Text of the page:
Through mid-August, the teams have resulted in the vaccination of about 700 higher-risk residents, the agency said.
Rivkees said the vaccines are voluntary. But he said some health workers offer “incentives” like free bus passes or socks to individuals who might be at a higher risk for infection.
He also said health officials are working with other agencies and groups such as homeless coalitions that have are in regular contact with the higher-risk population. And he said health workers are also working with local sheriff’s departments and their jail populations, where many inmates are likely to have been homeless or drug users.
Rivkees estimates that Florida has just under 500,000 residents who fall into the high-risk category of the homeless and drug users. He said to get the outbreak under control, the state will have to vaccinate 80 percent of that population.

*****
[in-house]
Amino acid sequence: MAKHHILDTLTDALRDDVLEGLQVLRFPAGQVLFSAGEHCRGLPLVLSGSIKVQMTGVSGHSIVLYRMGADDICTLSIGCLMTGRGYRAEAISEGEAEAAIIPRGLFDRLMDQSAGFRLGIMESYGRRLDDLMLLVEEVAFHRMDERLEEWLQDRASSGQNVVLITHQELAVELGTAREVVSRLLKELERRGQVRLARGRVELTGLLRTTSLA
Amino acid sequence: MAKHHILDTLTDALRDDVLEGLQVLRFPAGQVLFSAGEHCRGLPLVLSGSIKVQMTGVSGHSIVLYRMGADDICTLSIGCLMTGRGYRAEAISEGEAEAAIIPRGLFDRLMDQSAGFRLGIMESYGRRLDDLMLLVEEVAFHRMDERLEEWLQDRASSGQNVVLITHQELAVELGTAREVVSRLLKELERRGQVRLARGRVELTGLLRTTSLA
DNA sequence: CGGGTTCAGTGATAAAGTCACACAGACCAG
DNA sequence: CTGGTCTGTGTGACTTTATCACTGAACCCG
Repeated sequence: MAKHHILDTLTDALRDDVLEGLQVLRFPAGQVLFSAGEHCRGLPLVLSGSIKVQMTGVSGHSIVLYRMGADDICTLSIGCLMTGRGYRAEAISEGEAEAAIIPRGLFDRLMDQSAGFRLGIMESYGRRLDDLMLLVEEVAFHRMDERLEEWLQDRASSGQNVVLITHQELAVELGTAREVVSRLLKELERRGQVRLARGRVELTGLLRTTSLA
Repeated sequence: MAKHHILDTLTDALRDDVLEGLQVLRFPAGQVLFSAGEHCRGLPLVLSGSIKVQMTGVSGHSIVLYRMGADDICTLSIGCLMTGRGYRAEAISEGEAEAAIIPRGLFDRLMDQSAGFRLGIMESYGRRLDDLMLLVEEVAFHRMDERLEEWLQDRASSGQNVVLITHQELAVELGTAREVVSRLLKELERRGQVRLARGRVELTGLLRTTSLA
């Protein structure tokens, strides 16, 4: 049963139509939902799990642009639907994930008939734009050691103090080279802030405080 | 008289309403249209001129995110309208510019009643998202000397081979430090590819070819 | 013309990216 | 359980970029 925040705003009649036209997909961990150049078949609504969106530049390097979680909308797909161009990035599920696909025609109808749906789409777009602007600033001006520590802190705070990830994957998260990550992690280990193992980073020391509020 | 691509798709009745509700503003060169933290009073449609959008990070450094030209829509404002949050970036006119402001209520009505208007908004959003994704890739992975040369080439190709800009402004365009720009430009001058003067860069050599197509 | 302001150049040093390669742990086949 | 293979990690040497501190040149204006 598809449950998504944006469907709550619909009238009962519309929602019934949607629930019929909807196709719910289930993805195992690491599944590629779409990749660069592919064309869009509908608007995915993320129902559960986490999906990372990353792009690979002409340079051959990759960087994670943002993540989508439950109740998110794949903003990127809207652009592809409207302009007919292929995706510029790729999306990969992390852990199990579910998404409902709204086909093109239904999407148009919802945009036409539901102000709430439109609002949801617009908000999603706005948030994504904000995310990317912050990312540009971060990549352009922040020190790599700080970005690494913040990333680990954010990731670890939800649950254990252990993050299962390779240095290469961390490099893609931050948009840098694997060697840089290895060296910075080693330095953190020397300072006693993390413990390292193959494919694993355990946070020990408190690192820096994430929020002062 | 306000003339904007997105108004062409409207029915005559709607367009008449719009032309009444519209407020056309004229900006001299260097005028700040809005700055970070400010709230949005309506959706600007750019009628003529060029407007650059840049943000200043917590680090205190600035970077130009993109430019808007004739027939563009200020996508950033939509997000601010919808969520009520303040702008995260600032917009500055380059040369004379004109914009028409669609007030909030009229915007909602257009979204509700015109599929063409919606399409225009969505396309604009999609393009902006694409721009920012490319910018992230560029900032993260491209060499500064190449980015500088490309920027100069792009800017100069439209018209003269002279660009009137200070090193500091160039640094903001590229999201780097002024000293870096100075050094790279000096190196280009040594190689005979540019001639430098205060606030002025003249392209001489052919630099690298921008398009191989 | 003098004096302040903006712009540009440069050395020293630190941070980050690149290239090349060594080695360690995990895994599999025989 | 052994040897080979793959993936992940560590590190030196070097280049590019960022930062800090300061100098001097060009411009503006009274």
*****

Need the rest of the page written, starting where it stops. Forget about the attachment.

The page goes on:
Although the state has recorded more than 250,000 vaccinations since the outbreak, Rivkees estimates a little over 20 percent of the higher-risk population has been vaccinated.
“We’re going to have to vaccinate 80 percent of the high-risk group before we’re going to start seeing a major decline,” Rivkees said.
He says in some counties with higher outbreaks, the vaccination level is higher and has resulted in some decline. “But this is going be a really considerable effort and it’s going to take us a while,” Rivkees said.
Health officials are also urging other residents who might face complications if they are infected to get vaccinations. They include more than 800,000 Floridians who have liver disease and residents over the age of 60 who have medical conditions like diabetes and heart disease.